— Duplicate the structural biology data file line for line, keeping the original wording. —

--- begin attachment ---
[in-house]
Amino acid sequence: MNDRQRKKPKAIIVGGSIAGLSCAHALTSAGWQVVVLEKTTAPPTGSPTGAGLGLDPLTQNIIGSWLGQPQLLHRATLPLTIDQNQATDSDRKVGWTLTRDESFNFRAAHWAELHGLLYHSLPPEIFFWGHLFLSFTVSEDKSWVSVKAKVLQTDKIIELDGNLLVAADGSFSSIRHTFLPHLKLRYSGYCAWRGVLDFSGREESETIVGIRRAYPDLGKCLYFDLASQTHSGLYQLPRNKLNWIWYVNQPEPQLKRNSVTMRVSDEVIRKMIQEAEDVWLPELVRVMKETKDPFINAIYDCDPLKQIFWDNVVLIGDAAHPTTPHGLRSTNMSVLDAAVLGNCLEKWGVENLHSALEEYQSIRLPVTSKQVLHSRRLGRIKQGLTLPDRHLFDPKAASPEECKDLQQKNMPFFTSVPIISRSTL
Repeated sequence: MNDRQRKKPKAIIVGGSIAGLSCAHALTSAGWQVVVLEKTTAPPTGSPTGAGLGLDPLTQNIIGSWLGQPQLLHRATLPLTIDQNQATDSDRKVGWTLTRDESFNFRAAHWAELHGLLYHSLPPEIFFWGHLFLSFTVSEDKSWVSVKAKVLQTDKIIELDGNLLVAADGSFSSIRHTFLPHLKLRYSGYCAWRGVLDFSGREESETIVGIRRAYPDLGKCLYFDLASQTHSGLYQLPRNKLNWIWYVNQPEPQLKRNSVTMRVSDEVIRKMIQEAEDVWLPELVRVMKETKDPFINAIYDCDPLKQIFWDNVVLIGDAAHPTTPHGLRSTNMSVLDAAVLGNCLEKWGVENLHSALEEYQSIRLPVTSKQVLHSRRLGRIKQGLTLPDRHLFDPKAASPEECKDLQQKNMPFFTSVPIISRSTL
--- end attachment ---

[in-house]
Amino acid sequence: MNDRQRKKPKAIIVGGSIAGLSCAHALTSAGWQVVVLEKTTAPPTGSPTGAGLGLDPLTQNIIGSWLGQPQLLHRATLPLTIDQNQATDSDRKVGWTLTRDESFNFRAAHWAELHGLLYHSLPPEIFFWGHLFLSFTVSEDKSWVSVKAKVLQTDKIIELDGNLLVAADGSFSSIRHTFLPHLKLRYSGYCAWRGVLDFSGREESETIVGIRRAYPDLGKCLYFDLASQTHSGLYQLPRNKLNWIWYVNQPEPQLKRNSVTMRVSDEVIRKMIQEAEDVWLPELVRVMKETKDPFINAIYDCDPLKQIFWDNVVLIGDAAHPTTPHGLRSTNMSVLDAAVLGNCLEKWGVENLHSALEEYQSIRLPVTSKQVLHSRRLGRIKQGLTLPDRHLFDPKAASPEECKDLQQKNMPFFTSVPIISRSTL
Repeated sequence: MNDRQRKKPKAIIVGGSIAGLSCAHALTSAGWQVVVLEKTTAPPTGSPTGAGLGLDPLTQNIIGSWLGQPQLLHRATLPLTIDQNQATDSDRKVGWTLTRDESFNFRAAHWAELHGLLYHSLPPEIFFWGHLFLSFTVSEDKSWVSVKAKVLQTDKIIELDGNLLVAADGSFSSIRHTFLPHLKLRYSGYCAWRGVLDFSGREESETIVGIRRAYPDLGKCLYFDLASQTHSGLYQLPRNKLNWIWYVNQPEPQLKRNSVTMRVSDEVIRKMIQEAEDVWLPELVRVMKETKDPFINAIYDCDPLKQIFWDNVVLIGDAAHPTTPHGLRSTNMSVLDAAVLGNCLEKWGVENLHSALEEYQSIRLPVTSKQVLHSRRLGRIKQGLTLPDRHLFDPKAASPEECKDLQQKNMPFFTSVPIISRSTL